Saturday, December 14, 2013

The Failure of Contemporary Criticism

Criticism of the arts is in a dire place right now. Never mind the penury that threatens to befall anyone who wants to do it for a living, or its cultural irrelevance when everyone with an internet connection has become a de facto critic. The truth is that a lot of film/book/music criticism is awful.

It hasn’t always been this way. In fact, in might never have been this way until recently. Criticism used to be a vital, important part of the culture. Think of Pauline Kael and the Cahiers guys before they started the French New Wave. Think of Lester Bangs and Rolling Stone. Think of Kazin and Fiedler and John Leonard.

There was a time when critics had great influence. A front page review in the NYT Book Review could launch a book to bestseller status. Now a glowing front page review of a future National Book Award winner doesn’t even power it to 40,000 copies (see The Good Lord Bird), and sometimes doesn’t even get a book over 13,000 copies (see Beautiful Children by Charles Bock). Awful.

I can’t help thinking this goes back to the main point: the criticism being written these days just isn’t very good. Why is this? Well, movie criticism has shot itself in its own foot in ways I’ve talked about before, mainly due to the cloistered and elitist film critic community. (Plus the way they insist on writing reviews within 12 hours of seeing a movie for the first time.) Music has perhaps become simultaneously a more communal and a more personal medium and is prone to an extreme subjectivity that ceases to be useful to other people. Book criticism, probably the healthiest of the three, suffers from general lack of interest.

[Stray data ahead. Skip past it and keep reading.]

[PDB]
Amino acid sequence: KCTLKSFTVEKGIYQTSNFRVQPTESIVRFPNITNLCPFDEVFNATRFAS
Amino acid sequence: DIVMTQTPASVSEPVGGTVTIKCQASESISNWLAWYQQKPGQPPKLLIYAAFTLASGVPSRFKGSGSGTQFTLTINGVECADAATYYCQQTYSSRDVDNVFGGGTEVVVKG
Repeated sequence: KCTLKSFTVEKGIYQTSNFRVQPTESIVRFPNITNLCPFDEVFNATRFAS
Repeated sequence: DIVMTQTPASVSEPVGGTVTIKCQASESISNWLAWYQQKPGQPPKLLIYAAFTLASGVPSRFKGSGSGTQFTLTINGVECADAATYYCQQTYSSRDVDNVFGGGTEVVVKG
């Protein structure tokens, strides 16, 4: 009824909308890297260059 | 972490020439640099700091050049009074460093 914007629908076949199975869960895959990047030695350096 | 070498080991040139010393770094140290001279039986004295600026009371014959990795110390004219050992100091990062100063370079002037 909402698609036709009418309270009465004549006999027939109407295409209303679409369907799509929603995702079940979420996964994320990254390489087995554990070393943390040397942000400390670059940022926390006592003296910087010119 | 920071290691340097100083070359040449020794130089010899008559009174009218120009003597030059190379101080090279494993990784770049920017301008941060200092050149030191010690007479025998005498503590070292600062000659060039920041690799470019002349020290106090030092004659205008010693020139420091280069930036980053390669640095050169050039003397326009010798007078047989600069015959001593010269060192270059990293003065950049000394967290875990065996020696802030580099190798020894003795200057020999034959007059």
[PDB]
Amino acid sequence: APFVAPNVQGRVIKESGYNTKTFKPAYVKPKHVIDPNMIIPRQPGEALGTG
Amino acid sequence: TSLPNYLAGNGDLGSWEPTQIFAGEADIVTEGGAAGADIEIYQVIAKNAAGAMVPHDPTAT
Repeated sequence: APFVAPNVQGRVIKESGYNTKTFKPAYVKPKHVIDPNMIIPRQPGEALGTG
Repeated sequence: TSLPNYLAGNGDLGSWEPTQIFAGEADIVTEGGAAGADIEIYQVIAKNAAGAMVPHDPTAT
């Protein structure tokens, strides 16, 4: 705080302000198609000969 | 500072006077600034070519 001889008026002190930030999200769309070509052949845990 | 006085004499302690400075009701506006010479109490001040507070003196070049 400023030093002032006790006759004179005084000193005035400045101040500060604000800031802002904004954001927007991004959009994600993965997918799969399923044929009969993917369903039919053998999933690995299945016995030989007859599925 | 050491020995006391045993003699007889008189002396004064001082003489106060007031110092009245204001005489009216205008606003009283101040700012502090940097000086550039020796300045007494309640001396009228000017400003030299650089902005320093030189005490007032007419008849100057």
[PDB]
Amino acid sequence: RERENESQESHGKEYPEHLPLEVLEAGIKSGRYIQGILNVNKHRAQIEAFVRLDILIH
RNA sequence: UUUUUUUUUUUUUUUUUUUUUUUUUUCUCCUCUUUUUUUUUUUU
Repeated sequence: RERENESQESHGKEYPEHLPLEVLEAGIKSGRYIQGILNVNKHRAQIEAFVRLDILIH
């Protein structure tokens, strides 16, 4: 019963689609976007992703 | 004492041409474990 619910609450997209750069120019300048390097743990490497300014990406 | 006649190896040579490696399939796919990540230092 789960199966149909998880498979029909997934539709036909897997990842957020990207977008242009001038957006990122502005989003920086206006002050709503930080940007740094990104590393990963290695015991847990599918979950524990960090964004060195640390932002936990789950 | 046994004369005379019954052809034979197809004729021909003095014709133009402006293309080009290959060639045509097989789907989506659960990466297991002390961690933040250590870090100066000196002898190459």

But why should it be any surprise that contemporary criticism sucks? Ponder this: Who would become a critic these days anyway? Again, it’s more than just the bleak financial prospects of the enterprise. (Though that should be enough to dissuade anyone with any sense.) It’s also that the means to create the art they are critiquing have been completely democratized; it is easier than ever to make movies, publish books, release albums. Therefore, anyone with any real talent is making art instead of critiquing it. Consider: the most important criterion for being a good critic is being a good writer. But if you’re a good writer, if you have great insight and amazing verbal ability, why would you write criticism?

I respect the field of criticism. I think it deserves better. The same problem afflicts comic books and video games. The best writing talent is, perhaps sensibly, going elsewhere. I don’t see this trend being reversed any time soon.

Critics have to get better if they hope to do honor to their august profession. Here’s a dirty little secret: the criticism is supposed to be better than the art it critiques. This used to be true, but no longer. Think of all the shitty movies Pauline Kael reviewed and the awful bands Lester Bangs wrote about. And yet, even though bad art is forgotten, the good criticism of it lives on because the critics themselves were making art.

So an appeal to all critics: it’s not enough just to give your opinion about something. You have to make art, too. Only then will your profession become relevant in a culture dominated by real artists.

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